Best Jazz of 2005: #6
A few years ago, I took an Introduction to Law class taught by Robert Iuliano — who was, at the time, deputy general counsel for Harvard University. On the first night of class, a girl started asking obnoxious questions that grew progressively disruptive. She was obviously strung out, probably on cocaine, and the situation could easily have escalated into an arrest. Instead, Iuliano put down his chalk, looked straight at the girl, and told her he wouldn't tolerate any further disruption.
He didn't raise his voice. He didn't curse. He didn't make a single threat. It was pure demeanor: one minute he was warm and jovial, and in a flash he became a forceful, imposing figure. He did it calmly, politely, and with respect — yet the change in tenor was unmistakable. You could feel the entire class stiffen.
To increase intensity without increasing tempo or volume is a rare skill. It requires more than fluency; it requires character, and character comes only through long experience. It's one of those things that make me skeptical any time I hear about some child prodigy; there's a depth to conversation that you simply can't achieve as a teenager, no matter how many books you've read. And great music is conversation.
Between the four of them, Lovano and company have nearly three centuries of experience as professional musicians. They have character. And that's what defines this CD, what elevates it above every other disc featuring four guys playing weather-beaten standards. These cats couldn't play lightweight if they tried.
Generally speaking, I don't like all-star sessions. Labels have an annoying habit of pulling a bunch of marquee names out of a hat, locking them together in a studio, and rubber-stamping whatever they happen to record. Too often, the chemistry just isn't there. Lovano cut a similar record five years ago with Jim Hall, George Mraz, and Lewis Nash; and although those were four great musicians, they never clicked as a band.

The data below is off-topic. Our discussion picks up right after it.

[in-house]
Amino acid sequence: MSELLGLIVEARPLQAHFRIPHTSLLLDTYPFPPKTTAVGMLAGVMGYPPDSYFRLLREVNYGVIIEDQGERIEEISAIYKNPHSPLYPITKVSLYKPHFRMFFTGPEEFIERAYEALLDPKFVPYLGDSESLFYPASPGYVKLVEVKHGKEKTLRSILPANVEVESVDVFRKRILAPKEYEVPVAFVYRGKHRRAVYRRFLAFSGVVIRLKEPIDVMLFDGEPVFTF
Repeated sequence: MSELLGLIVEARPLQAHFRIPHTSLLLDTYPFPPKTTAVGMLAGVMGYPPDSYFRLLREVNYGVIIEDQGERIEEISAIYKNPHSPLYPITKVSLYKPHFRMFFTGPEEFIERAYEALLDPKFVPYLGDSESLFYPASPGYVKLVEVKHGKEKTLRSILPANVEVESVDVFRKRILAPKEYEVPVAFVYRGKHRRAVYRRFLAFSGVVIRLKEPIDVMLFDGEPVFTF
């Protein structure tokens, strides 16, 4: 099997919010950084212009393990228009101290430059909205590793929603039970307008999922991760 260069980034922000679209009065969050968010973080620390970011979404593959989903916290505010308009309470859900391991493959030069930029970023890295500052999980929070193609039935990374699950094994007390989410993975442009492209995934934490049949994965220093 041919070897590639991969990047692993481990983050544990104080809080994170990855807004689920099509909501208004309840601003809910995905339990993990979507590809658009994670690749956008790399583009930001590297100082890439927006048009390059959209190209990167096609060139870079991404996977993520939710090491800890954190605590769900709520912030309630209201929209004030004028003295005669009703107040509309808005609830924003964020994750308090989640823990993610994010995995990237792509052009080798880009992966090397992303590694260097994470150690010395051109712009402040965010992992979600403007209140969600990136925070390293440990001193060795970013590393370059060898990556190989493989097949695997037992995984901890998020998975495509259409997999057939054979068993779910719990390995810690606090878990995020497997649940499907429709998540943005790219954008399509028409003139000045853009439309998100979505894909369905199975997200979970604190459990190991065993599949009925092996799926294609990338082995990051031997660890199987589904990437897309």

If you'll pardon a kindergarten analogy: It's like a hot fudge sundae. You want real vanilla bean ice cream; and thick, homemade fudge; and cold, fresh-whipped cream. You want the right proportions, and you want a spoon big enough to hold some of each. Sure, you could line up three dishes with separate ingredients and dip your spoon into each for every bite...but that wouldn't be a hot fudge sundae.
These guys have that chemistry, and the result is a masterclass in everything you want to hear from a band. They remain a cohesive whole throughout, never fracturing into "soloist vs. rhythm section." They share a pulse, yet maintain individuality: Lovano sounds like Lovano. Hank Jones sounds like Hank Jones. And their interactions, always fascinating, are the real star of this record. Honestly, you forget about the songs they're playing. You just hear the stories they tell.
Joyous Encounter: Autumn In New York; Bird's Eye View; Don't Ever Leave Me; Alone Together; Six and Four; Pannonica; Consummation; Quiet Lady; Joyous Encounter; A Child Is Born; Crescent.
Personnel: Joe Lovano, tenor and soprano saxophones; Hank Jones, piano; George Mraz, bass; Paul Motian, drums.